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Canadian Olympic Committee has no plans to boycott 2022 Beijing games: CEO

FILE - Olympic Plaza in Calgary. (Sandra Prusina - 660 NEWS)

Canadian Olympic Committee has no plans to boycott 2022 Winter Games in Beijing

COC CEO says athletes at next year's Beijing Games will be reminded about the consequences of speaking out

Canada's Olympic committee has been pressed by many to boycott games in China over human rights violations

VANCOUVER (NEWS 1130) – While there have been calls for Canada’s athletes to boycott the 2022 Winter Olympics in Beijing over China’s human rights violations, the Canadian Olympic Committee’s CEO is stopping short of doing just that.

We’re one year away from the start of the Winter Games in China, and COC CEO David Shoemaker says skipping them would only punish athletes.

He says the committee will instead be warning athletes of the consequences of speaking out, because of a National Security Law in China that has led to charges against dissidents.

Shoemaker spoke after a coalition of 180 rights groups called for a boycott this week on account of reported human rights abuses against ethnic minorities in China.

Conservative Foreign Affairs critic Michael Chong also pressed the Trudeau government earlier this year to consider a boycott. The federal government has already said decisions about boycotts are for the Canadian Olympic Committee to make.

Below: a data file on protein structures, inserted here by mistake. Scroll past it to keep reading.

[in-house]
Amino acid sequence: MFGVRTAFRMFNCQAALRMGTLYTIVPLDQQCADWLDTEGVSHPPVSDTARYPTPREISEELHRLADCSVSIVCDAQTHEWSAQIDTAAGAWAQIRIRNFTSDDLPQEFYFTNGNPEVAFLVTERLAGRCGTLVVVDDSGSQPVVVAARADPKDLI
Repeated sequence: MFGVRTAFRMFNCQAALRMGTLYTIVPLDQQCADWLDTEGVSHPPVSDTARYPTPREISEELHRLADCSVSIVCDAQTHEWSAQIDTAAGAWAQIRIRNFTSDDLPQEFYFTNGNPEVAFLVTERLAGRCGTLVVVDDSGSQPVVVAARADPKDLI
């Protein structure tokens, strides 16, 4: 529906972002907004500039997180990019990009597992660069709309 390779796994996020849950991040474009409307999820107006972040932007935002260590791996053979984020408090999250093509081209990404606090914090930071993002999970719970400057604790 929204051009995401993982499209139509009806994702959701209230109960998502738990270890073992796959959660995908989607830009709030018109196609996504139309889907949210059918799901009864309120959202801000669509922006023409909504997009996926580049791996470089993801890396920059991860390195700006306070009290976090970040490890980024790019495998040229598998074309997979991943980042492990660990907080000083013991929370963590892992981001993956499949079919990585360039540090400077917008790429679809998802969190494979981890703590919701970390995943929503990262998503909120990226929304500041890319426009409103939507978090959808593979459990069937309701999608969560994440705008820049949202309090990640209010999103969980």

Shoemaker says boycotting the Games “is unlikely to affect Chinese policies toward Muslims” and may even make things worse for detained Canadians Michael Kovrig and Michael Spavor, who have been in Chinese custody since 2018. Their arrests have widely been seen as retaliation for the detention of Huawei CFO Meng Wanzhou in Vancouver.

In an opinion piece, published in the Globe and Mail, Shoemaker and Karen O’Neill, CEO of the Canadian Paralympic Committee, say they are “in no way… trying to minimize what is happening in China.”

“But a boycott is not the answer,” the op-ed reads.

The pair also says pressure from critics to “stop Canadian athletes from participating as the first order of business to reshape our relationship with China … amounts to little more than a convenient and politically inexpensive alternative to real and meaningful diplomacy.

“Boycotts don’t work. They punish only the athletes prevented from going, those they were meant to compete against and those who would have been inspired by them,” they write.

-With files from Cormac Mac Sweeney